Adam Lanza appears in this undated middle school photo
St. Petersburg, Florida - Twenty children murdered at school: gut-wrenching for any parent. But now there's a new worry for some families, including many in the Bay area.
News reports that the school shooter, Adam Lanza, had been diagnosed with Asperger's syndrome have Rania Kelly fearing a backlash.
"My first reaction was 'Oh no'," said Kelly, whose 14-year-old son James has Asperger's. Rania certainly doesn't want people to fear him or any other "Aspie" as she calls them.
"I think they're more likely to find someone who's very gentle and mild and is probably more fearful about approaching them, than causing any violence," says Rania.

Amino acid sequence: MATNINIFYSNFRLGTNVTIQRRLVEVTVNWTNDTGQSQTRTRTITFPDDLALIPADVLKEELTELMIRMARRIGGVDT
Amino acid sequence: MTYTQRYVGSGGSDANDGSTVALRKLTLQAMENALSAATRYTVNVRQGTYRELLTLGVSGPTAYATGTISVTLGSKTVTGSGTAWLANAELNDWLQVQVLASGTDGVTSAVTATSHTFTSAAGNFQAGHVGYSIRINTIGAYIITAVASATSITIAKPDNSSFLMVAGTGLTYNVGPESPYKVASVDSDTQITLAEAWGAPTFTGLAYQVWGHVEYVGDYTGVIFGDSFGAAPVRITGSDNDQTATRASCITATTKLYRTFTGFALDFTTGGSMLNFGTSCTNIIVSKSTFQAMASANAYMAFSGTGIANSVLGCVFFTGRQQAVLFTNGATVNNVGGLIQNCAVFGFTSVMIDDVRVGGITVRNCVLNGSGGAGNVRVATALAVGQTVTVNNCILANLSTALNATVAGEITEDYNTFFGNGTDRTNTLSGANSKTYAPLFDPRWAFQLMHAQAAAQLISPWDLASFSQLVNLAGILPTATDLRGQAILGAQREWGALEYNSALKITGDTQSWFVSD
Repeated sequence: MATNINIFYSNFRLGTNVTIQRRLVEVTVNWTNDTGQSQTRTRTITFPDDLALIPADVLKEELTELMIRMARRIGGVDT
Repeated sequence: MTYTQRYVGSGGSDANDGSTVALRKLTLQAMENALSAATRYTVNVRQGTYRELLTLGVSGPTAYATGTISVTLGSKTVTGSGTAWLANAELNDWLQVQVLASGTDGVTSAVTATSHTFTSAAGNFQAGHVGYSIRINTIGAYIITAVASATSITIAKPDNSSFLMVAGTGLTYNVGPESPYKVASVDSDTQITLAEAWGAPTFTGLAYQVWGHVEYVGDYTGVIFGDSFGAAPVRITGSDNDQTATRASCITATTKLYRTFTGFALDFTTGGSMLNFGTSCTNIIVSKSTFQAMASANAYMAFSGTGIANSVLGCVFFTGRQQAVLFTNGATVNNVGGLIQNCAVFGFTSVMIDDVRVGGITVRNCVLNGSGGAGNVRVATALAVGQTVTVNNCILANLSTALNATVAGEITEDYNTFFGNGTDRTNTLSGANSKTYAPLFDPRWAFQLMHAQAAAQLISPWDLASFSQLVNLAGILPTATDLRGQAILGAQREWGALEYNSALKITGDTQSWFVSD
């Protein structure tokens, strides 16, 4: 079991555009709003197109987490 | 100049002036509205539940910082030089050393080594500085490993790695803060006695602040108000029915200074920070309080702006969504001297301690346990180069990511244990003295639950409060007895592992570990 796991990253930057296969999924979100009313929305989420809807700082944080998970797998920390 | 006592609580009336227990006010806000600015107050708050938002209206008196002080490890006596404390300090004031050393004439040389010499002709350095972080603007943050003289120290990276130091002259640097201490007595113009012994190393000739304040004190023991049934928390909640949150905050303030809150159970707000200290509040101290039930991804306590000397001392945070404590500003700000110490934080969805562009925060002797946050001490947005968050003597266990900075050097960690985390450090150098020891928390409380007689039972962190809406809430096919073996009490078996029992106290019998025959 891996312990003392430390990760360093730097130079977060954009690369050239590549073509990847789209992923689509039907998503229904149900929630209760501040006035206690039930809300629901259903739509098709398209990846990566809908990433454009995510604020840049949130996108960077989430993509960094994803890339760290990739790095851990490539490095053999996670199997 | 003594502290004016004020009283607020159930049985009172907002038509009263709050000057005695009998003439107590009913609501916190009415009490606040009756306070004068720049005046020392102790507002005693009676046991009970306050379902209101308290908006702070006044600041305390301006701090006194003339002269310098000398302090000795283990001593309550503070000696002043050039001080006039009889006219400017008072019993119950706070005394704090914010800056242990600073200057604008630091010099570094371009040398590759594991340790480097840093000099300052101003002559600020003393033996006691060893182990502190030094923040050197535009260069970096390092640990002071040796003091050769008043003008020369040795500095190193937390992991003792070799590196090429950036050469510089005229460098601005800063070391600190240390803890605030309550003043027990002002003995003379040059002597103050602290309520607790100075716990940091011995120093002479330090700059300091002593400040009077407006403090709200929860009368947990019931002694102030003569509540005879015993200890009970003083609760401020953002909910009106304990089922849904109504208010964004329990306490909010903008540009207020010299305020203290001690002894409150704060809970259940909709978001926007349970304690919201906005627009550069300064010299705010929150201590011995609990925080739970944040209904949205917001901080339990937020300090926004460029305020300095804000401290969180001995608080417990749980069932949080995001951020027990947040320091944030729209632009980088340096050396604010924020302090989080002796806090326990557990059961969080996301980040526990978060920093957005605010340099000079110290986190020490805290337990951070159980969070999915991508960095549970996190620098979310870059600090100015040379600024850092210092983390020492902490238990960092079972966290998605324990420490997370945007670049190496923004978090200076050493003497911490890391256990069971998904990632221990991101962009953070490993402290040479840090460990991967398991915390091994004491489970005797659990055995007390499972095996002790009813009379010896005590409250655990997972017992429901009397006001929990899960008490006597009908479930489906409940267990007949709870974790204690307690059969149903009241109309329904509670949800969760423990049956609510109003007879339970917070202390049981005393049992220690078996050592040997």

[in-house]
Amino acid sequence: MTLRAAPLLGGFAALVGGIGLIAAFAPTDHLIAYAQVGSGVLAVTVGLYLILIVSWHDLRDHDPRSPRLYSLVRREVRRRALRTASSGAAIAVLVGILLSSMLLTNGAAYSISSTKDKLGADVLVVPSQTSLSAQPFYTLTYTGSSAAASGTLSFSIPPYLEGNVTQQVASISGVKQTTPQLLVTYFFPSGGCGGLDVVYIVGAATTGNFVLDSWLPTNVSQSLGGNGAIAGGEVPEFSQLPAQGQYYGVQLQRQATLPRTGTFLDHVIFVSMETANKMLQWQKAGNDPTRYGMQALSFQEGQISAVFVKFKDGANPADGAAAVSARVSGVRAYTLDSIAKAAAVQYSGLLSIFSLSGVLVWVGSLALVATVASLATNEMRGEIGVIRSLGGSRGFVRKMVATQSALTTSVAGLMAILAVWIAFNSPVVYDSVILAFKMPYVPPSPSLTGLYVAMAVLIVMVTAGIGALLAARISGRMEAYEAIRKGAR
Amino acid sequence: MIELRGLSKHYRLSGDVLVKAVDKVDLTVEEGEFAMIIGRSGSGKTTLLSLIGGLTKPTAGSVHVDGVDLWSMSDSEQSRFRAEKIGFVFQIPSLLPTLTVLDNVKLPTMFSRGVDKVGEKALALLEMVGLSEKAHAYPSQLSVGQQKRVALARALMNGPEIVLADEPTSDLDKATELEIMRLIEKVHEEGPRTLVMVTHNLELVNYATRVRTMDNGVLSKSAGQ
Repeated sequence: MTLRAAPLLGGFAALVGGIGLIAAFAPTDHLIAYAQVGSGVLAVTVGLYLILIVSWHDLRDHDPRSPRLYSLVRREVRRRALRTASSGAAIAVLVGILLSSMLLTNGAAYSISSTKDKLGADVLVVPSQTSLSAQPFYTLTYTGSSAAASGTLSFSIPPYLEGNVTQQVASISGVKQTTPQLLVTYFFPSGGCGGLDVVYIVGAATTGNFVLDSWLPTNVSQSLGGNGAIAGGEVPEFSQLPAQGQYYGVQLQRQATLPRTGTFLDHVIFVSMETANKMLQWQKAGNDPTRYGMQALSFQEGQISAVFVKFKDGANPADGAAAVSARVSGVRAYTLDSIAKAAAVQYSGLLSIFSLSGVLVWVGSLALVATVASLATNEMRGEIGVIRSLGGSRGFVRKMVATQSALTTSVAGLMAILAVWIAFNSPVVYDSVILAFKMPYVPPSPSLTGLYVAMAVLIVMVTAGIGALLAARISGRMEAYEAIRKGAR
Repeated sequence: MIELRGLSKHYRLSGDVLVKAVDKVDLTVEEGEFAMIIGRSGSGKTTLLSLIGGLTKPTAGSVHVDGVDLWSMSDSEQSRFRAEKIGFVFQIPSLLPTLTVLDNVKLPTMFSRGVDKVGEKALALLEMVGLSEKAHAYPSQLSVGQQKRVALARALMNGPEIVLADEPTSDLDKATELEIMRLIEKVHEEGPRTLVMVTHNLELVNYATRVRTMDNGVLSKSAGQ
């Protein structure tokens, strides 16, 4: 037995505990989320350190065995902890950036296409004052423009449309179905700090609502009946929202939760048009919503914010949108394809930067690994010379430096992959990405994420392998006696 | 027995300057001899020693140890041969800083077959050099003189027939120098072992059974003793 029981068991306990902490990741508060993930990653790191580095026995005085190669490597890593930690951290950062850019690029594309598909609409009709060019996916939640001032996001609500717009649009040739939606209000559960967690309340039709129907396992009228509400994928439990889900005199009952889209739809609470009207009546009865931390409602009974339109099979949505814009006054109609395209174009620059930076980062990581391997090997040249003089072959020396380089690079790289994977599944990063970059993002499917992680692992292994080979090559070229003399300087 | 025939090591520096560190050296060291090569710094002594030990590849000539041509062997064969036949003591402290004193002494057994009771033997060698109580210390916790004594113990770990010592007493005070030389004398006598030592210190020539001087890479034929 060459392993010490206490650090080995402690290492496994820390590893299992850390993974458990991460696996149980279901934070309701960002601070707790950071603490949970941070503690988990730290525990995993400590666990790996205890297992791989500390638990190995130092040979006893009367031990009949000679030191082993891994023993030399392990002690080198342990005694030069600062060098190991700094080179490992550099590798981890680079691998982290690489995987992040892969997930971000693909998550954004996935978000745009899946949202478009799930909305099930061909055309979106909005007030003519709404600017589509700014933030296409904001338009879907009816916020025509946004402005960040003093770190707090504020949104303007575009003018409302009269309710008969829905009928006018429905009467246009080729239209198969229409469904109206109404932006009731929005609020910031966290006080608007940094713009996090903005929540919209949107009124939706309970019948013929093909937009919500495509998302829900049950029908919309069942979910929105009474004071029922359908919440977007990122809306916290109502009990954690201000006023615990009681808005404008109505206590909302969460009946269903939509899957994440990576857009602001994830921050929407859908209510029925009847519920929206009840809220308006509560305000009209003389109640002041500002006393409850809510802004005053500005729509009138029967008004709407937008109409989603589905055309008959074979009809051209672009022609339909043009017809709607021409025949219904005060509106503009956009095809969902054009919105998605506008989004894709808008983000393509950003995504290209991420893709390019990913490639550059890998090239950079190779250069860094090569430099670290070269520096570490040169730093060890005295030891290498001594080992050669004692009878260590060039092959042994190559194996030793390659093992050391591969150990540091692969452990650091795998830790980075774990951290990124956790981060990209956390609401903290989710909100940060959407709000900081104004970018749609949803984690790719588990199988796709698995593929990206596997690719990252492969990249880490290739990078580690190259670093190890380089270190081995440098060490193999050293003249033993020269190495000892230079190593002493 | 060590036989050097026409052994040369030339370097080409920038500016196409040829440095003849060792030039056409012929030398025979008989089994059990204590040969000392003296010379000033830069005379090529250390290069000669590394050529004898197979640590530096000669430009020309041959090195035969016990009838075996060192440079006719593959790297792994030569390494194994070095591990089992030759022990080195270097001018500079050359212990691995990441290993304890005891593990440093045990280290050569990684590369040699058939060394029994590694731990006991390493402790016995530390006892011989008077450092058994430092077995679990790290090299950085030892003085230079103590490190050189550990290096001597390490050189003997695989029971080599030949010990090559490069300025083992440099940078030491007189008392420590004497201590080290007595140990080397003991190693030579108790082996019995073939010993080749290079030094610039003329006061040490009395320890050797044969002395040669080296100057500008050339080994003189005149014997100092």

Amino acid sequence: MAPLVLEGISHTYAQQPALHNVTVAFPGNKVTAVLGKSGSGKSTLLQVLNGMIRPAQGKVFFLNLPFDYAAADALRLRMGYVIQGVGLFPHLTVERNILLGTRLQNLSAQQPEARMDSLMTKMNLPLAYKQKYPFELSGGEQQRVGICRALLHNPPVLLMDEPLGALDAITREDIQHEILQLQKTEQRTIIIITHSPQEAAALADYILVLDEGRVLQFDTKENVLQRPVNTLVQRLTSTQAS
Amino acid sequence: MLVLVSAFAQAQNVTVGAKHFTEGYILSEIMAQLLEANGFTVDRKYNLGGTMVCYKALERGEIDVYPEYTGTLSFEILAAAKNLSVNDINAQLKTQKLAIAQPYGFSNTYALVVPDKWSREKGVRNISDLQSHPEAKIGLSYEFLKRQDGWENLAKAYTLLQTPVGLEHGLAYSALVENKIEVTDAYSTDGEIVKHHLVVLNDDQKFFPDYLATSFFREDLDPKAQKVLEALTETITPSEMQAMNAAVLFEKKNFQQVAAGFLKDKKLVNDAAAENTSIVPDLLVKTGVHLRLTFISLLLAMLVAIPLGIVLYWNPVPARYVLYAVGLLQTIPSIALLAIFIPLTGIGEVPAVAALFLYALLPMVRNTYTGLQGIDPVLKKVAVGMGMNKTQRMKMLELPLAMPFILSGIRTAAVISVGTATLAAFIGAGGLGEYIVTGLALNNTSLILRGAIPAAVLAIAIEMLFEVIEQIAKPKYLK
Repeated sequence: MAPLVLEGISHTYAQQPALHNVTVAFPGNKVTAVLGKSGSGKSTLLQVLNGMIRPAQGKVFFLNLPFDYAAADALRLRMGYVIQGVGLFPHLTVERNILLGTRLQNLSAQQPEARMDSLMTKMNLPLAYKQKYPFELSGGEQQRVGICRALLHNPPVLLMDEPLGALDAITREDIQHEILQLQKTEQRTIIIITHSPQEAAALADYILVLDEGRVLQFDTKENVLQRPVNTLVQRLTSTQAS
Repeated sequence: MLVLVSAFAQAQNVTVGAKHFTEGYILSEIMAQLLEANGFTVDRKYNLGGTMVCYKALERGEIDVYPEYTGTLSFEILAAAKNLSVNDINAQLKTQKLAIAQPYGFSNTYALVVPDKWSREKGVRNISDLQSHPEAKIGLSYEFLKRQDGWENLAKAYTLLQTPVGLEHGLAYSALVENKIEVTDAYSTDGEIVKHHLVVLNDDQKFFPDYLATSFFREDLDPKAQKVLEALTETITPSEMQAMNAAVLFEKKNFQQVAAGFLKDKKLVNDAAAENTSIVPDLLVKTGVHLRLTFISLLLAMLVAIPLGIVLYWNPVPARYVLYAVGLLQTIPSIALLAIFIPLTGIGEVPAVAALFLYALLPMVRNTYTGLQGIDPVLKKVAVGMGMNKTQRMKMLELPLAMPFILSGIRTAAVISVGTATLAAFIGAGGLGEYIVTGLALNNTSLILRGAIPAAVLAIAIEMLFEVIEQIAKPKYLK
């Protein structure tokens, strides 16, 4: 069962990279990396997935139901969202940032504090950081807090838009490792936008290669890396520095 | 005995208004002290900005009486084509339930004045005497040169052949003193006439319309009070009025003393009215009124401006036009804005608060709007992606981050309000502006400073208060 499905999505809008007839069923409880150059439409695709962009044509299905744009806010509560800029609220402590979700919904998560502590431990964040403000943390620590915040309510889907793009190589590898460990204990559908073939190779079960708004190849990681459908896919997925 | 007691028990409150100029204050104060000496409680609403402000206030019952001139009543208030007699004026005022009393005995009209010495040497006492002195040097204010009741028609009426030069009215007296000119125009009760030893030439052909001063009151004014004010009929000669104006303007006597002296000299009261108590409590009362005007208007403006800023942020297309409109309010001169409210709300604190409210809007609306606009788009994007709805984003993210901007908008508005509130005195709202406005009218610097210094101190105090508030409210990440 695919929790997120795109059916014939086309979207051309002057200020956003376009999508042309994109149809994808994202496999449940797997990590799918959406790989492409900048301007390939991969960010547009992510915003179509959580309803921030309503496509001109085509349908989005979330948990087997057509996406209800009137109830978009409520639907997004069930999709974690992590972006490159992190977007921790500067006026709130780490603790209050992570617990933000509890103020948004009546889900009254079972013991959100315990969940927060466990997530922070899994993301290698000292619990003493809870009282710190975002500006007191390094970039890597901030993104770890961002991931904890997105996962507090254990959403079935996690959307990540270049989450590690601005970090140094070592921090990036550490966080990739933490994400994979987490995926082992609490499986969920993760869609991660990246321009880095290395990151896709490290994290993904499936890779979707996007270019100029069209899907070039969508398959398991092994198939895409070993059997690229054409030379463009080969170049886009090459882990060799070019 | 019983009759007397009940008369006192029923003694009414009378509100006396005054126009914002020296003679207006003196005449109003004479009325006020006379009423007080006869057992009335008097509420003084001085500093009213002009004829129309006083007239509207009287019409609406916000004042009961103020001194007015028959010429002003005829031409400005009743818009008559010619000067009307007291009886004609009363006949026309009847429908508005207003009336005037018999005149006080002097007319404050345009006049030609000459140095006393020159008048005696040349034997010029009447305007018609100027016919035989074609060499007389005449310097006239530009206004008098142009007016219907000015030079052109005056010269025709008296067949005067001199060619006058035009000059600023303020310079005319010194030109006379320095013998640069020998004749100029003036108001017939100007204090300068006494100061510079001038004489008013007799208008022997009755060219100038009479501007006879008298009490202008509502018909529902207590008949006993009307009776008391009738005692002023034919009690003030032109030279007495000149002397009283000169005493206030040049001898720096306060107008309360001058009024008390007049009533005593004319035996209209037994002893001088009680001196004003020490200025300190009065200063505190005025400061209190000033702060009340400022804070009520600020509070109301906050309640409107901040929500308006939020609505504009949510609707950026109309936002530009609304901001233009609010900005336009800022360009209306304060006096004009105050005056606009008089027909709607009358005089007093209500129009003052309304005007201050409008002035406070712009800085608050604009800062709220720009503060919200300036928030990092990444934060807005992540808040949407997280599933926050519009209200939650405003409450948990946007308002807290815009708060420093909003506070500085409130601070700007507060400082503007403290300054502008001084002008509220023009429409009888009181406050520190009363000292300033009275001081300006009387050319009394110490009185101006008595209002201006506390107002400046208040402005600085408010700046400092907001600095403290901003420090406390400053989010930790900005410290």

Asperger's syndrome is a mild form of autism often marked by social awkwardness and high intelligence.
"They're very interesting," remarks Kathleen Armstrong, a pediatric psychologist with USF Health. Armstrong says it would be wrong for people to link violence with Asperger's and that Lanza must have had other mental health problems.
In contrast, Armstrong says the intense focus that comes along with Asperger's, in many cases, makes for success. "They become scientists, they become engineers, they become accountants," she says.
As for James, the teen says he has been teased, but he deals with it and he excels at math and science. "I'd have to say it's not horrible," James says of Asperger's. "If anything, it's a gift. It helps you focus."
James has a goal of becoming an astrophysicist. And when asked about the shootings, he had the same reaction as anyone else. He called them "horrific."